A long line of porters

The second group of guests is approached by a long line of porters carrying offerings. The end of this long line stretches across the damaged region to the east wall’s connection.
The visitors are listed on the register above, under the deceased’s and his wife’s chairs. There are only ladies here, and they are likewise unnamed because the inscription has not been painted in the columns. Small maidservants look after the guests, presenting them with a goblet or a plate, or anointing them with pleasant oils. A big glass, most likely of wine, is in front of each of the ladies. Despite the fact that Egyptian writings speak with the value of moderation, during religious celebrations,

The true purpose was to become drunk. The soul could leave and go closer to the world of the afterlife if it reached this state.

However, Egyptian wine or beer did not contain as much alcohol, and to achieve the desired condition of detachment, it was required to use alternative methods, such as plants or plant extracts. The Egyptians were fascinated with botany, which included the early usage of hallucinogenic (but also hypnotic or sedative) substances obtained from certain plants, such as the lotus flower and seed, the mandrake, and the poppy. Could this be what was in the tiny containers that the maidservants brought to the banquets? The opportunity to “create a happy day” was thus maximised, with promises of sexual nature and procreation.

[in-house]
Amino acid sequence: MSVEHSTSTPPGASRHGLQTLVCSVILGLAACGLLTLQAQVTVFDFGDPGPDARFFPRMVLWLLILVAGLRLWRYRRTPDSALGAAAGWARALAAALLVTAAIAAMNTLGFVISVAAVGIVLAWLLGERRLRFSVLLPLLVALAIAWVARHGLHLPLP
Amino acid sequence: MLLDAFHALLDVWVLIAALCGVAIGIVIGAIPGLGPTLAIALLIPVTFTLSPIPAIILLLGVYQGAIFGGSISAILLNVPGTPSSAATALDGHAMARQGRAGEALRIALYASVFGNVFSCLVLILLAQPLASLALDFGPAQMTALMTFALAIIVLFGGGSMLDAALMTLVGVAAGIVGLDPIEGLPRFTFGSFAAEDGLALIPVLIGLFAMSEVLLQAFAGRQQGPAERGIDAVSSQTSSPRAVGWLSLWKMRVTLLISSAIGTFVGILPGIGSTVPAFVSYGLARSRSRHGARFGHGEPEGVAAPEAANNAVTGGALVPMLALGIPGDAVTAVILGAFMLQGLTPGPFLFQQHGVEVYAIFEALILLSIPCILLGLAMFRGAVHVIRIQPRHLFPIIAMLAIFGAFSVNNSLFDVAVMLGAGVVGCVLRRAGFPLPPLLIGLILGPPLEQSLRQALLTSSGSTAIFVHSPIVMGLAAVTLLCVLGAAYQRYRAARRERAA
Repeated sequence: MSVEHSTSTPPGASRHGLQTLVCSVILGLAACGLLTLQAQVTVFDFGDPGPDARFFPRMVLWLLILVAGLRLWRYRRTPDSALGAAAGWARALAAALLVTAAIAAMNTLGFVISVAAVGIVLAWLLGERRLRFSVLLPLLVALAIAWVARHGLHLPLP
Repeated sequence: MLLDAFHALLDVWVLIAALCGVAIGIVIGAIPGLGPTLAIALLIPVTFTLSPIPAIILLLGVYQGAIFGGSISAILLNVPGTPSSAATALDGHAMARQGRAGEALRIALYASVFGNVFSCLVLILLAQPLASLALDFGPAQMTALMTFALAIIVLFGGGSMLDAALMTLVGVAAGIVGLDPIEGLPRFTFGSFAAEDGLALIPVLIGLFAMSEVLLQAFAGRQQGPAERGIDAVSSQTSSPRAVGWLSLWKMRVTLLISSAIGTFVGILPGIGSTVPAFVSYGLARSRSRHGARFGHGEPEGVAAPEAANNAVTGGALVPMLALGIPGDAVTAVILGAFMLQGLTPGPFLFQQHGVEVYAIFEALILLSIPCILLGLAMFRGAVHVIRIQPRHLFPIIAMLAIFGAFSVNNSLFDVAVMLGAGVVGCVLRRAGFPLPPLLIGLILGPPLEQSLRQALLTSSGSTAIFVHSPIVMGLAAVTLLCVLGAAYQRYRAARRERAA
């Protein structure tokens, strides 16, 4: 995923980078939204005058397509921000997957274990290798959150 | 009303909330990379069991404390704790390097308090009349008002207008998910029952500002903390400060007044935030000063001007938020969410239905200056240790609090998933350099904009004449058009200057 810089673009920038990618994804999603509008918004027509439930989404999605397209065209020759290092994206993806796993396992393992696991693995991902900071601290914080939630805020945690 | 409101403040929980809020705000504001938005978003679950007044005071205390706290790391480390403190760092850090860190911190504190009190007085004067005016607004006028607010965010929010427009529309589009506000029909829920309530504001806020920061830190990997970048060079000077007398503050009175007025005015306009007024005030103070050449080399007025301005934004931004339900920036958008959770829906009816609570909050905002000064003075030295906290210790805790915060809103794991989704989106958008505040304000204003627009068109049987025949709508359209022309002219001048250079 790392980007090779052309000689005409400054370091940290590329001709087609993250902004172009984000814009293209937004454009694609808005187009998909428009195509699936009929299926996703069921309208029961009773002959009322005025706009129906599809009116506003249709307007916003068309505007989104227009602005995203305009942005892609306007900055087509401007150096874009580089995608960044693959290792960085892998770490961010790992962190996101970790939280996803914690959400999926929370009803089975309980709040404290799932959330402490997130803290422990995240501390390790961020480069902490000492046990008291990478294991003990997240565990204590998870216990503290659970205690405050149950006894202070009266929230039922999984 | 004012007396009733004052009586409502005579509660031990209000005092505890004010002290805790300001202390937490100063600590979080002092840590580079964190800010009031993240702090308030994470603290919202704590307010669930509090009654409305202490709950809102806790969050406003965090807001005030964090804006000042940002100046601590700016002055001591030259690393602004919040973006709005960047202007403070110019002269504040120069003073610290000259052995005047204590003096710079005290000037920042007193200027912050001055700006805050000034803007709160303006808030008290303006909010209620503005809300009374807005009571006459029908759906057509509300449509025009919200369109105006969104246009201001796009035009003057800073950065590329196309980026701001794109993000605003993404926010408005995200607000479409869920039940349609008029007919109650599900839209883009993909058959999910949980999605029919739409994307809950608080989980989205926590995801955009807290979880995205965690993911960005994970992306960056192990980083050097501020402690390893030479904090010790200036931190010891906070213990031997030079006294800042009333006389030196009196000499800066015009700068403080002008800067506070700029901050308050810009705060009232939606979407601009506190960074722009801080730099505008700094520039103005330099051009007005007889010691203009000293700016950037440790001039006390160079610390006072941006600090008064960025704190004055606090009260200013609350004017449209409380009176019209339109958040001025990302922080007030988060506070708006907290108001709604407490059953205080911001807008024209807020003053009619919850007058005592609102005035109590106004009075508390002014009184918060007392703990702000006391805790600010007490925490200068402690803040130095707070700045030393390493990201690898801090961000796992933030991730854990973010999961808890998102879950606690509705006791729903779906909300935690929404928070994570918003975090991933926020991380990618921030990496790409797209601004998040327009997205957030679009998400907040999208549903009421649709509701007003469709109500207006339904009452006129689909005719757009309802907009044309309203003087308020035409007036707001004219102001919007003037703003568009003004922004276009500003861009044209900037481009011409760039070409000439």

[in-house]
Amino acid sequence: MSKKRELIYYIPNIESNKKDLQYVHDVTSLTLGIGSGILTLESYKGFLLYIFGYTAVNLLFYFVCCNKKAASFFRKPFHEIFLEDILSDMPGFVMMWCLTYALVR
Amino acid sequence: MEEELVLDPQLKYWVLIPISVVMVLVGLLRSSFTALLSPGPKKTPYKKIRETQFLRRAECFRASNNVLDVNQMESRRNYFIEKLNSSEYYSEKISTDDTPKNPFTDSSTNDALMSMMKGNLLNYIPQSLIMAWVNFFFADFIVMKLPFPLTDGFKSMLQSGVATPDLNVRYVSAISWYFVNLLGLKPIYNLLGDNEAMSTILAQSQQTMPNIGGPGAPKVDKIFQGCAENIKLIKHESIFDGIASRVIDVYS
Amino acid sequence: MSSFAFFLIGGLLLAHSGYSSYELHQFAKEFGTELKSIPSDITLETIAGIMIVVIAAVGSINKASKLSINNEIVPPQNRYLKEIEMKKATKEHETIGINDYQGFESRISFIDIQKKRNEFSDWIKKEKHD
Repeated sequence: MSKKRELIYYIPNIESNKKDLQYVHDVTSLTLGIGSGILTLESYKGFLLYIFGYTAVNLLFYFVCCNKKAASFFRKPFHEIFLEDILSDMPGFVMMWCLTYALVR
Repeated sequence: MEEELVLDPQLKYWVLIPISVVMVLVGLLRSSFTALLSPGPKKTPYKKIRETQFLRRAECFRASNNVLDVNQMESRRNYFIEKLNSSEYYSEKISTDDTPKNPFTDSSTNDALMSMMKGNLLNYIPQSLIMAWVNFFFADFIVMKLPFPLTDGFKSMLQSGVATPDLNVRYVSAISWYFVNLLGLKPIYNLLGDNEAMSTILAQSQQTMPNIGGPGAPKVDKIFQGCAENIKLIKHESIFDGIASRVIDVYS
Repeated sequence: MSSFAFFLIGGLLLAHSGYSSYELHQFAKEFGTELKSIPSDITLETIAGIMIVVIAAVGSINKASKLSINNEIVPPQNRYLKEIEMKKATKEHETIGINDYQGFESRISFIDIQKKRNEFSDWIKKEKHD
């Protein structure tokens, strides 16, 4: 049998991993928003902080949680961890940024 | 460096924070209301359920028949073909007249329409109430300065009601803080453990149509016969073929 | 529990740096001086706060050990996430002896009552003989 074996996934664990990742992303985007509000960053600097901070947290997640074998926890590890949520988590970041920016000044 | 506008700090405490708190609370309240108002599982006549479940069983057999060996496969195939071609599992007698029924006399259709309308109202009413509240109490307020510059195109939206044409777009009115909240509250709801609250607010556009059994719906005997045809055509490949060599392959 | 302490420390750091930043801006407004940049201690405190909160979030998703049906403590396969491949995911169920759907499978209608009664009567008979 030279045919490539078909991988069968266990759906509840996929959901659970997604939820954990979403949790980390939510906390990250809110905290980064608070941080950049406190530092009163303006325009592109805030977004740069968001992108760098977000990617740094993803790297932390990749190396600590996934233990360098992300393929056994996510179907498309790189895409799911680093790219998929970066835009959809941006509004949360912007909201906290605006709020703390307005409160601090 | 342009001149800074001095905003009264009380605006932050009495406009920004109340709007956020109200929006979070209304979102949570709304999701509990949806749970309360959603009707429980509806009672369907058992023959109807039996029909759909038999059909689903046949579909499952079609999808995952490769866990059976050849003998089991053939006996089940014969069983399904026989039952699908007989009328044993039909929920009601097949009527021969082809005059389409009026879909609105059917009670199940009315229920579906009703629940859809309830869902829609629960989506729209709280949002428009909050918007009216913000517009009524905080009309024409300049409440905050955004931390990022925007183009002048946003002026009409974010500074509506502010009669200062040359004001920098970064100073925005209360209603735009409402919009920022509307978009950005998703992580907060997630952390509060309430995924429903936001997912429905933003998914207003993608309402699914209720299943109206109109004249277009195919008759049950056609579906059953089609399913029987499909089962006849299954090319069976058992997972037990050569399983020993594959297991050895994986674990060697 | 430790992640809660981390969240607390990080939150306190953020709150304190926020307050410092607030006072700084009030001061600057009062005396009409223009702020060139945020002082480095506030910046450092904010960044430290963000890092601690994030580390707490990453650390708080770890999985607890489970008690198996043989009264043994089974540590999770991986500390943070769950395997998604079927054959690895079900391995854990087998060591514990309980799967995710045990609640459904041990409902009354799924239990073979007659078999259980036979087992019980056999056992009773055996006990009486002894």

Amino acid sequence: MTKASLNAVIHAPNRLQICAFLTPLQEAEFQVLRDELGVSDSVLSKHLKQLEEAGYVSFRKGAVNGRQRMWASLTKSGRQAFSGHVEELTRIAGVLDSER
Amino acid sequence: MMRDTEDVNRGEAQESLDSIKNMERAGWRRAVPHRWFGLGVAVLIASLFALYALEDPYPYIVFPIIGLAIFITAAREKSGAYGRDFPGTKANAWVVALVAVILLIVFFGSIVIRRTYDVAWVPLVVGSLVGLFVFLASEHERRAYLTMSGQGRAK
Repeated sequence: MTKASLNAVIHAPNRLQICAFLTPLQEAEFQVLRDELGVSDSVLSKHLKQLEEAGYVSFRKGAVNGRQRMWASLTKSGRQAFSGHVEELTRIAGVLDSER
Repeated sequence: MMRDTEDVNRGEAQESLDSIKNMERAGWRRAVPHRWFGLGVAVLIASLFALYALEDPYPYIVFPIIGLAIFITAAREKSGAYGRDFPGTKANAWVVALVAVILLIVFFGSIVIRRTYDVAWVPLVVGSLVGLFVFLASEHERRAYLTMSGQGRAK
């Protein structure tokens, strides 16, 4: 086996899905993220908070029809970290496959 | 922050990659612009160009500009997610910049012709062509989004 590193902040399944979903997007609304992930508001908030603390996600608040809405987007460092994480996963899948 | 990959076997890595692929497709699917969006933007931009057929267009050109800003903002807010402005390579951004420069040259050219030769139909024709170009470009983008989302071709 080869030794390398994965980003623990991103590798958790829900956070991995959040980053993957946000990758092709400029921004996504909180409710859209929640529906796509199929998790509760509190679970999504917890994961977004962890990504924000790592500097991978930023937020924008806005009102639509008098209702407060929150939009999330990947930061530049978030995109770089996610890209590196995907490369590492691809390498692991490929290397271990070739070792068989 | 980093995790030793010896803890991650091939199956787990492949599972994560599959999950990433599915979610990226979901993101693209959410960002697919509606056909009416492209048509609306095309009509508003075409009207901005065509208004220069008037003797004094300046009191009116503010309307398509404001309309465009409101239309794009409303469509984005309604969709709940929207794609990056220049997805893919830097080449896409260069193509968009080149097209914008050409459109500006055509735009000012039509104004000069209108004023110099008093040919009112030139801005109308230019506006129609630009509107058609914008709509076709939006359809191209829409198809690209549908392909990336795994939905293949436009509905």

Object Details

A long line of porters

New Kingdom

Dynasty 18, Reigns of Amenhotep II

1427 to 1401 BC

Egypt, Luxor, Sheikh Abd el-Qurna

Tomb of Userhat, TT56